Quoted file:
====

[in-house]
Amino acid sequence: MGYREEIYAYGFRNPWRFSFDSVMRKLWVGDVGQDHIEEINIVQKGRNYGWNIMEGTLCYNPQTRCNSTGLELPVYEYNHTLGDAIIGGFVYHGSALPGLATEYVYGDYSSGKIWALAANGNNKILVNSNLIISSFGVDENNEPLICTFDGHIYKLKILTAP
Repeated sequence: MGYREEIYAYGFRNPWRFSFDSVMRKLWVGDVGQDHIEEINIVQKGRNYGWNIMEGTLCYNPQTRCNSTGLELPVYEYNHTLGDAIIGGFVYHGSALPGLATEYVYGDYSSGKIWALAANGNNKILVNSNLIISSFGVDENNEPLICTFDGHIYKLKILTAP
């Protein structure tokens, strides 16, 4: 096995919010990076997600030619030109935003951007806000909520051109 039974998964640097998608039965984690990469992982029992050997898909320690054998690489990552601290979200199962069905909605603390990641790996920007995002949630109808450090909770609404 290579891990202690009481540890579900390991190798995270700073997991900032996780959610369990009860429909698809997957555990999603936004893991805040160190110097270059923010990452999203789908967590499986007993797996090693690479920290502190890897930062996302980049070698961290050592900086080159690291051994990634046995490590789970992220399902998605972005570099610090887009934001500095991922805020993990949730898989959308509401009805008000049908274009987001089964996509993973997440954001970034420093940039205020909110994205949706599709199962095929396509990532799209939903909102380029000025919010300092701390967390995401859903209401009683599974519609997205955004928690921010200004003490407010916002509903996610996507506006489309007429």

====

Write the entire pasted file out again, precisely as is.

[in-house]
Amino acid sequence: MGYREEIYAYGFRNPWRFSFDSVMRKLWVGDVGQDHIEEINIVQKGRNYGWNIMEGTLCYNPQTRCNSTGLELPVYEYNHTLGDAIIGGFVYHGSALPGLATEYVYGDYSSGKIWALAANGNNKILVNSNLIISSFGVDENNEPLICTFDGHIYKLKILTAP
Repeated sequence: MGYREEIYAYGFRNPWRFSFDSVMRKLWVGDVGQDHIEEINIVQKGRNYGWNIMEGTLCYNPQTRCNSTGLELPVYEYNHTLGDAIIGGFVYHGSALPGLATEYVYGDYSSGKIWALAANGNNKILVNSNLIISSFGVDENNEPLICTFDGHIYKLKILTAP
């Protein structure tokens, strides 16, 4: 096995919010990076997600030619030109935003951007806000909520051109 039974998964640097998608039965984690990469992982029992050997898909320690054998690489990552601290979200199962069905909605603390990641790996920007995002949630109808450090909770609404 290579891990202690009481540890579900390991190798995270700073997991900032996780959610369990009860429909698809997957555990999603936004893991805040160190110097270059923010990452999203789908967590499986007993797996090693690479920290502190890897930062996302980049070698961290050592900086080159690291051994990634046995490590789970992220399902998605972005570099610090887009934001500095991922805020993990949730898989959308509401009805008000049908274009987001089964996509993973997440954001970034420093940039205020909110994205949706599709199962095929396509990532799209939903909102380029000025919010300092701390967390995401859903209401009683599974519609997205955004928690921010200004003490407010916002509903996610996507506006489309007429």